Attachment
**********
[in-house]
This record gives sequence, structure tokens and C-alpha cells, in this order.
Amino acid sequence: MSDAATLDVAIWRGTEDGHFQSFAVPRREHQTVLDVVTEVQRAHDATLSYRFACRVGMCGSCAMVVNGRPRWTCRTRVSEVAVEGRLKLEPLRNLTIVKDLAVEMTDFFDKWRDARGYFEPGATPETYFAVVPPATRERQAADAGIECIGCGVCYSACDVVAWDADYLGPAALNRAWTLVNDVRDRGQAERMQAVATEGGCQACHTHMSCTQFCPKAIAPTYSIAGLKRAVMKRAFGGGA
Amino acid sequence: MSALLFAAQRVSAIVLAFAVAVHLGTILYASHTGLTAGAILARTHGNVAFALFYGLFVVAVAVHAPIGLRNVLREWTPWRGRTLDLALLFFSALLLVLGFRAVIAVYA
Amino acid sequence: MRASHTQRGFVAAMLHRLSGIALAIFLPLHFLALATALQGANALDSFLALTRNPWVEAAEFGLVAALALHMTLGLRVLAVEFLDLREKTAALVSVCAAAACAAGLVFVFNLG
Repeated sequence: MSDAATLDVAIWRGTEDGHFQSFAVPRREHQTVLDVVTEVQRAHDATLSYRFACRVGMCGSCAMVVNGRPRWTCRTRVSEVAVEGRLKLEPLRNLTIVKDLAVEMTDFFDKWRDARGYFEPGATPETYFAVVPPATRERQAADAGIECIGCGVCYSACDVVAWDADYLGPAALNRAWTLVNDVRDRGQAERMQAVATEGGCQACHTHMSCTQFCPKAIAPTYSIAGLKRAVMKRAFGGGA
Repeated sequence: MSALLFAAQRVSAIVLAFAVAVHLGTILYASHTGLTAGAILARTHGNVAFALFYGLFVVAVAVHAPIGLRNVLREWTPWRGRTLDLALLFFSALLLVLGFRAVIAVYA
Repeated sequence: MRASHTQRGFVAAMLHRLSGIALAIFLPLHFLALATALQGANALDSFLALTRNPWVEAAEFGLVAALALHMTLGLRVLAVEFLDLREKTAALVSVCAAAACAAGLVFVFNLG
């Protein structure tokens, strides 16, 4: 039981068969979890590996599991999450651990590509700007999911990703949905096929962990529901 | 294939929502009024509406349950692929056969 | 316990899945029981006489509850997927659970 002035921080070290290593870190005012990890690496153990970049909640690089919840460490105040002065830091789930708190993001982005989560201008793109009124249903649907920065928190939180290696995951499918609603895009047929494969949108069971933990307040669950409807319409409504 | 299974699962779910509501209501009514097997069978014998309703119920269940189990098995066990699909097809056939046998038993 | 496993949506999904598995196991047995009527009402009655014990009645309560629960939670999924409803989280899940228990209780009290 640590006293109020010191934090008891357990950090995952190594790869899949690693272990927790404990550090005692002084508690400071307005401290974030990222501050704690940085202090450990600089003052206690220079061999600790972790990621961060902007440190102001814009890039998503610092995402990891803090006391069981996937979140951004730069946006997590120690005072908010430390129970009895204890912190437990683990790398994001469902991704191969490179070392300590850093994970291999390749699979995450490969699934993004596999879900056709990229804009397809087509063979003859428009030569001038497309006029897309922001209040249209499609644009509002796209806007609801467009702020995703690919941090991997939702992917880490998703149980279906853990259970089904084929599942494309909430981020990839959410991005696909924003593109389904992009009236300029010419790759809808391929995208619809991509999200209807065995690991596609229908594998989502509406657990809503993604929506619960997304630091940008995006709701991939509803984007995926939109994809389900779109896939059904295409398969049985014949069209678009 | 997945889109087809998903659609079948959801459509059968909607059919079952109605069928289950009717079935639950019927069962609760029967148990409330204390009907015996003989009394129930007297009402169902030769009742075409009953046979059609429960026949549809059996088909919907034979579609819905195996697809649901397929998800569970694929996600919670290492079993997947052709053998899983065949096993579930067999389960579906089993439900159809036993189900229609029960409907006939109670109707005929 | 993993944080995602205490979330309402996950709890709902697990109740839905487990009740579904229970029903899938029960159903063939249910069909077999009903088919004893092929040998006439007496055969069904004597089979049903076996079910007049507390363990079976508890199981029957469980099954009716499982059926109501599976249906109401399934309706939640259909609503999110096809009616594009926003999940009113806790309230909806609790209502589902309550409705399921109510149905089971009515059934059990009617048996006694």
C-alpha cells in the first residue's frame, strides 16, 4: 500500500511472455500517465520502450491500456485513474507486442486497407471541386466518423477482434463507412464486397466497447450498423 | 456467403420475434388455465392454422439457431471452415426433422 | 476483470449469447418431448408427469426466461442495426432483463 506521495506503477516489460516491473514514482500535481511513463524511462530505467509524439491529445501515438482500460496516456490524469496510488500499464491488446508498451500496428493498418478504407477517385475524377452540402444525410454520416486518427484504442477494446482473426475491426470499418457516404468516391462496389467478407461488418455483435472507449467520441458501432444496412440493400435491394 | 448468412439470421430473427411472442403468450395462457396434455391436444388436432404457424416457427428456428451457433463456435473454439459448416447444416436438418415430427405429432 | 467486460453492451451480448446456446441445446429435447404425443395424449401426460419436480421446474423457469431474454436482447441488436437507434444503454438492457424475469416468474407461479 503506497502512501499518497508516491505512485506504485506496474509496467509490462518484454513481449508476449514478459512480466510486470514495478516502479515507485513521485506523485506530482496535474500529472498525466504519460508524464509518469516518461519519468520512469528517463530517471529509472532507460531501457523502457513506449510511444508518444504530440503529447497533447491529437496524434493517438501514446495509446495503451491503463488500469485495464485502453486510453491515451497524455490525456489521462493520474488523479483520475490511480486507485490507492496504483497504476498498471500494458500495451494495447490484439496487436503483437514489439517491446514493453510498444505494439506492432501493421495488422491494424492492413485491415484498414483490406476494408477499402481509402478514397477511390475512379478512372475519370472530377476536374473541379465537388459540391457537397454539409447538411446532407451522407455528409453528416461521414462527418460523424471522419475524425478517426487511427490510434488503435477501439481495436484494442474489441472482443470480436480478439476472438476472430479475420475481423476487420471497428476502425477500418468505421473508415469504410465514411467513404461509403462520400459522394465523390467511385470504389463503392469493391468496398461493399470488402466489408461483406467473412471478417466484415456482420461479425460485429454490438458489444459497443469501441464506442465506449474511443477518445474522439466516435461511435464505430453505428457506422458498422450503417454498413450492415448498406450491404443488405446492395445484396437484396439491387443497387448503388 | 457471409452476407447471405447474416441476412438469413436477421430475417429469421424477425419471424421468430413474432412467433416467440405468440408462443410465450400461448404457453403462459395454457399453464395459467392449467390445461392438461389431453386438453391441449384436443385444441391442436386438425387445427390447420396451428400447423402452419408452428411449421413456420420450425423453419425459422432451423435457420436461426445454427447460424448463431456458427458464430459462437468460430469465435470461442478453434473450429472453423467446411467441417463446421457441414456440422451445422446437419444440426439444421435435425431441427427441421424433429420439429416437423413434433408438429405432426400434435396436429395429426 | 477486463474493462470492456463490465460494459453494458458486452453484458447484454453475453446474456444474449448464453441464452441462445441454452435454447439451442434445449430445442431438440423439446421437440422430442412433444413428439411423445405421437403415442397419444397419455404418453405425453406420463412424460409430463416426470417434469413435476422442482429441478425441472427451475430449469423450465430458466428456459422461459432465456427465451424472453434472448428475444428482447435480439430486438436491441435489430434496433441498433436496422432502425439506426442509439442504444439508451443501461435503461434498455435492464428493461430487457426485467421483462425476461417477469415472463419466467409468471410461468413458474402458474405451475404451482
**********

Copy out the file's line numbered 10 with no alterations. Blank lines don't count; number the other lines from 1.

C-alpha cells in the first residue's frame, strides 16, 4: 500500500511472455500517465520502450491500456485513474507486442486497407471541386466518423477482434463507412464486397466497447450498423 | 456467403420475434388455465392454422439457431471452415426433422 | 476483470449469447418431448408427469426466461442495426432483463 506521495506503477516489460516491473514514482500535481511513463524511462530505467509524439491529445501515438482500460496516456490524469496510488500499464491488446508498451500496428493498418478504407477517385475524377452540402444525410454520416486518427484504442477494446482473426475491426470499418457516404468516391462496389467478407461488418455483435472507449467520441458501432444496412440493400435491394 | 448468412439470421430473427411472442403468450395462457396434455391436444388436432404457424416457427428456428451457433463456435473454439459448416447444416436438418415430427405429432 | 467486460453492451451480448446456446441445446429435447404425443395424449401426460419436480421446474423457469431474454436482447441488436437507434444503454438492457424475469416468474407461479 503506497502512501499518497508516491505512485506504485506496474509496467509490462518484454513481449508476449514478459512480466510486470514495478516502479515507485513521485506523485506530482496535474500529472498525466504519460508524464509518469516518461519519468520512469528517463530517471529509472532507460531501457523502457513506449510511444508518444504530440503529447497533447491529437496524434493517438501514446495509446495503451491503463488500469485495464485502453486510453491515451497524455490525456489521462493520474488523479483520475490511480486507485490507492496504483497504476498498471500494458500495451494495447490484439496487436503483437514489439517491446514493453510498444505494439506492432501493421495488422491494424492492413485491415484498414483490406476494408477499402481509402478514397477511390475512379478512372475519370472530377476536374473541379465537388459540391457537397454539409447538411446532407451522407455528409453528416461521414462527418460523424471522419475524425478517426487511427490510434488503435477501439481495436484494442474489441472482443470480436480478439476472438476472430479475420475481423476487420471497428476502425477500418468505421473508415469504410465514411467513404461509403462520400459522394465523390467511385470504389463503392469493391468496398461493399470488402466489408461483406467473412471478417466484415456482420461479425460485429454490438458489444459497443469501441464506442465506449474511443477518445474522439466516435461511435464505430453505428457506422458498422450503417454498413450492415448498406450491404443488405446492395445484396437484396439491387443497387448503388 | 457471409452476407447471405447474416441476412438469413436477421430475417429469421424477425419471424421468430413474432412467433416467440405468440408462443410465450400461448404457453403462459395454457399453464395459467392449467390445461392438461389431453386438453391441449384436443385444441391442436386438425387445427390447420396451428400447423402452419408452428411449421413456420420450425423453419425459422432451423435457420436461426445454427447460424448463431456458427458464430459462437468460430469465435470461442478453434473450429472453423467446411467441417463446421457441414456440422451445422446437419444440426439444421435435425431441427427441421424433429420439429416437423413434433408438429405432426400434435396436429395429426 | 477486463474493462470492456463490465460494459453494458458486452453484458447484454453475453446474456444474449448464453441464452441462445441454452435454447439451442434445449430445442431438440423439446421437440422430442412433444413428439411423445405421437403415442397419444397419455404418453405425453406420463412424460409430463416426470417434469413435476422442482429441478425441472427451475430449469423450465430458466428456459422461459432465456427465451424472453434472448428475444428482447435480439430486438436491441435489430434496433441498433436496422432502425439506426442509439442504444439508451443501461435503461434498455435492464428493461430487457426485467421483462425476461417477469415472463419466467409468471410461468413458474402458474405451475404451482